McRae's fear for Britons' future

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The Independent Online

These are changing times in the World Rally Championship, and nowhere will the new landscape be more apparent than on the moors and forest stages of South Wales next weekend.

These are changing times in the World Rally Championship, and nowhere will the new landscape be more apparent than on the moors and forest stages of South Wales next weekend.

Concerns over Rally GB, which starts in Cardiff on Thursday evening, will be not so much about revised regulations, nor the switching of the event from its traditional end-of-season slot, as about the absence of a front-line home driver for the first time in more than a decade.

Richard Burns, world champion in 2001, was struck down by a brain tumour last year and will almost certainly never drive again, while Colin McRae, Britain's first title-winner in 1995, failed to secure a seat for this season. Released by Citroën, the Scotsman was unable even to put together a deal for a one-off drive in a rally he won three times.

The McRae name will still feature, with patriarch Jimmy, five-times British champion, making his 18th appearance and younger son Alister pursuing the production title. However, they, like every Briton this year, will be part of the supporting cast rather than the main WRC contest.

McRae Snr is inevitably dismayed that Colin, Britain's most flamboyant, successful and popular driver, should have been consigned to the sidelines, yet is equally disturbed that the lack of financial support could deny the next generation an opportunity to fill the void.

"It does seem to be a ridiculous state of affairs when Colin can't get a drive in an event that is crying out for British interest,'' the 60-year-old McRae said. "If someone of Colin's stature finds it difficult to raise funds, imagine what it's like for a young driver. On the Continent they get the support our guys can't get. The whole thing is a shambles.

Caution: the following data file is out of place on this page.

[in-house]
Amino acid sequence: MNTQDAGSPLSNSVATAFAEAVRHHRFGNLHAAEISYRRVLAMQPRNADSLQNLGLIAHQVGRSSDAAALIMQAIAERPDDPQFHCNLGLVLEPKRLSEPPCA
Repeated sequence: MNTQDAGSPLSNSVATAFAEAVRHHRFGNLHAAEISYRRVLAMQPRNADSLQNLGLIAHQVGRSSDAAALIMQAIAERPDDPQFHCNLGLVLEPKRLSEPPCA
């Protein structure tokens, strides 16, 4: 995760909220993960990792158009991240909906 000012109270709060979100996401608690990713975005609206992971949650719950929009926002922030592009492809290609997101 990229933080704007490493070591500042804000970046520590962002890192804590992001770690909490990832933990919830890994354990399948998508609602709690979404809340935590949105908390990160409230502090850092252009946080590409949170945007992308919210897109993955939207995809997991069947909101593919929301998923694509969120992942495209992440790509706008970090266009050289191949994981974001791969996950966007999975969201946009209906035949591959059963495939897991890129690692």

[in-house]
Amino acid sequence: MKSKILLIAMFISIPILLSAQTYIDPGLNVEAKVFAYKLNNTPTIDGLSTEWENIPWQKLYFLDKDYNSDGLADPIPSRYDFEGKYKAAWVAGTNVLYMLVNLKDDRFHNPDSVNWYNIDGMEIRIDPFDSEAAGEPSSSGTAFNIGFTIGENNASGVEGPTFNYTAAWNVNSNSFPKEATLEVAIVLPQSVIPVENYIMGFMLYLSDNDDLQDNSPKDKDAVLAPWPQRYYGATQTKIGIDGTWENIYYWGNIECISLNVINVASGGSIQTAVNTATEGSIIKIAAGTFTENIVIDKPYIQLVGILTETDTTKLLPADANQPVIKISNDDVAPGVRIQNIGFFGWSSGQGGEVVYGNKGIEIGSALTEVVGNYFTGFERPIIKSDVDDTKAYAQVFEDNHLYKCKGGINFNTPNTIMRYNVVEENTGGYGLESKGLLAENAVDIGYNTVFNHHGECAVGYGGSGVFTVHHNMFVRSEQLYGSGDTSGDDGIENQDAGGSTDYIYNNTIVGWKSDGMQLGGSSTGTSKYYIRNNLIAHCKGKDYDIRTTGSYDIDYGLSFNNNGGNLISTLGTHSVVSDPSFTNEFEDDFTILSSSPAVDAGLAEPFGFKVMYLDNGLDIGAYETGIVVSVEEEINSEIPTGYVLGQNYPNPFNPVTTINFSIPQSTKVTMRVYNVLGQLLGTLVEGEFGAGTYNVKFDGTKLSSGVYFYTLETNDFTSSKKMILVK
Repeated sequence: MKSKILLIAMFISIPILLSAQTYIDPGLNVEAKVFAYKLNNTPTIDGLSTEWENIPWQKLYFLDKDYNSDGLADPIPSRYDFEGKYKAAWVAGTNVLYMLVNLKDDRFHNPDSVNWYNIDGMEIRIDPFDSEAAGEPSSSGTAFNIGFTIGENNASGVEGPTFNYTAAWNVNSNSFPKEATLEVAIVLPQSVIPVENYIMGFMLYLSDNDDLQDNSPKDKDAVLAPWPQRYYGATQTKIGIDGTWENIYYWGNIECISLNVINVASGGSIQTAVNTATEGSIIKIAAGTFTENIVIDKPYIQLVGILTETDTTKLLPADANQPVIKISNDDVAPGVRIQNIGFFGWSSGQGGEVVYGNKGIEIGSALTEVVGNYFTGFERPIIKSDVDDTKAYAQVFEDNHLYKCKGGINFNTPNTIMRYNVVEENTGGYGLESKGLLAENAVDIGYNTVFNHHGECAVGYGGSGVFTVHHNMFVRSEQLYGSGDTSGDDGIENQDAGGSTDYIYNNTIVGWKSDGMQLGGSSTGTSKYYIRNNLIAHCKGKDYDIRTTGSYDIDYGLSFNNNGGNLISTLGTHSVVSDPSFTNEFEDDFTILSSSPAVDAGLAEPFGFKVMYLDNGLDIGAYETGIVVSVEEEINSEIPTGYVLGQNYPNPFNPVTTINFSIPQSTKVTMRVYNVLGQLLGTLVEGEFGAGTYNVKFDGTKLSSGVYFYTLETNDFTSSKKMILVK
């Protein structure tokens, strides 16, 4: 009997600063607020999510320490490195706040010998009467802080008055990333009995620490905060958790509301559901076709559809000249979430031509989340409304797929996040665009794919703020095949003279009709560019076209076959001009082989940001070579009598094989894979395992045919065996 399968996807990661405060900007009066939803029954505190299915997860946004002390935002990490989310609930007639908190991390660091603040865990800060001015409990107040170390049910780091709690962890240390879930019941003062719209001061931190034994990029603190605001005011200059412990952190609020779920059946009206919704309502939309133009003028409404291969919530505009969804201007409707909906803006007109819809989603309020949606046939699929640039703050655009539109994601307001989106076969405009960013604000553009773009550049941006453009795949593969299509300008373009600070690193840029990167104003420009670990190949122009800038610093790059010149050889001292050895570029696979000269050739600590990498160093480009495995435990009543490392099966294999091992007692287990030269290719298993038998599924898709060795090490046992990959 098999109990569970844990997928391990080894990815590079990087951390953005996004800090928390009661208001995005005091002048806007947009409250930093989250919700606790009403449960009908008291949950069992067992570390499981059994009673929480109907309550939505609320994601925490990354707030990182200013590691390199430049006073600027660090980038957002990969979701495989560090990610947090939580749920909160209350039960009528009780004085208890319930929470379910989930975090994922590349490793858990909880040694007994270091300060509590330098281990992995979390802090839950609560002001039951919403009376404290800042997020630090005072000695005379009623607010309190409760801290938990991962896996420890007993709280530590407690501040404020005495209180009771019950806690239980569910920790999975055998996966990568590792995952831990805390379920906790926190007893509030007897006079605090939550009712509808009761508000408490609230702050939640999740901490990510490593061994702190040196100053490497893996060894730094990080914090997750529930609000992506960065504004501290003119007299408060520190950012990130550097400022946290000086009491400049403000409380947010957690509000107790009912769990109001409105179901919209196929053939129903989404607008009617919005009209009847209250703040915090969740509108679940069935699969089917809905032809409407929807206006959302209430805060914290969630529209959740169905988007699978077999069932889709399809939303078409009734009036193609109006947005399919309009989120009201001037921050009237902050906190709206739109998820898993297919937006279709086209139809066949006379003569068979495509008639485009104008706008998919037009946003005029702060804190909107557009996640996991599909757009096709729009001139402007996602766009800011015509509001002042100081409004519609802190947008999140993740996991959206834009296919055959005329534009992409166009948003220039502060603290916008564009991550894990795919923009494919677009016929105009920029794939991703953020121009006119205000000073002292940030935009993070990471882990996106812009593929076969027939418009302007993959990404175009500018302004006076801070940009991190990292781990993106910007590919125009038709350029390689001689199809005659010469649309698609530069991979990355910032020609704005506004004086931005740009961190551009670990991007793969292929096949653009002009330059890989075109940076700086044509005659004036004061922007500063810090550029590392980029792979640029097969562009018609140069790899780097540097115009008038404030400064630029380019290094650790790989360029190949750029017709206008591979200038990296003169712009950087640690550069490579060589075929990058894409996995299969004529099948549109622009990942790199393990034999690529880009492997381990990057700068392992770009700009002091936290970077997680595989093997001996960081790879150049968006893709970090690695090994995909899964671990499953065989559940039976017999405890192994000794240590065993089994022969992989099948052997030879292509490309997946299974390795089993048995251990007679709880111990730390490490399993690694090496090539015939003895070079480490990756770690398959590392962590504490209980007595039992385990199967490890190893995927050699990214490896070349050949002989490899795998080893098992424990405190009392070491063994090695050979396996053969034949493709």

"I'm just out for a bit of fun. My days of serious competition are long gone. Alister's serious enough about his rallying, but the big problem for the production class is that there's no support.''

The McRaes are lending their management back-up to Kris Meeke, a 24-year-old recognised as a genuine prospect. So, too, is Guy Wilks. Both have made their mark on the Junior World Championship, and both now seek the means to graduate.

Colin McRae says of his protégé: "I wouldn't have got involved with Kris if I didn't think he had the talent, but he needs the chance to show what he can do, and even at his level it's very expensive.

"It will be a bit strange for me keeping tabs on my dad and brother and Kris rather than competing, but I was determined I would drive only if I could get a competitive car.

"It's a shame that there isn't a home driver, but that makes it all the more imperative that we give our young guys all the help we can.''

McRae's former team-mate at Citroën, the Frenchman Sebastien Loeb, enjoyed support from his national federation and is repaying that investment. He heads the WRC standings by 30 points from Norway's defending champion and winner here for the past two years, Petter Solberg. "Sebastien is an outstanding driver and the French are reaping the rewards for backing him,'' McRae said. "It's a lesson that should be taken on board over here.''

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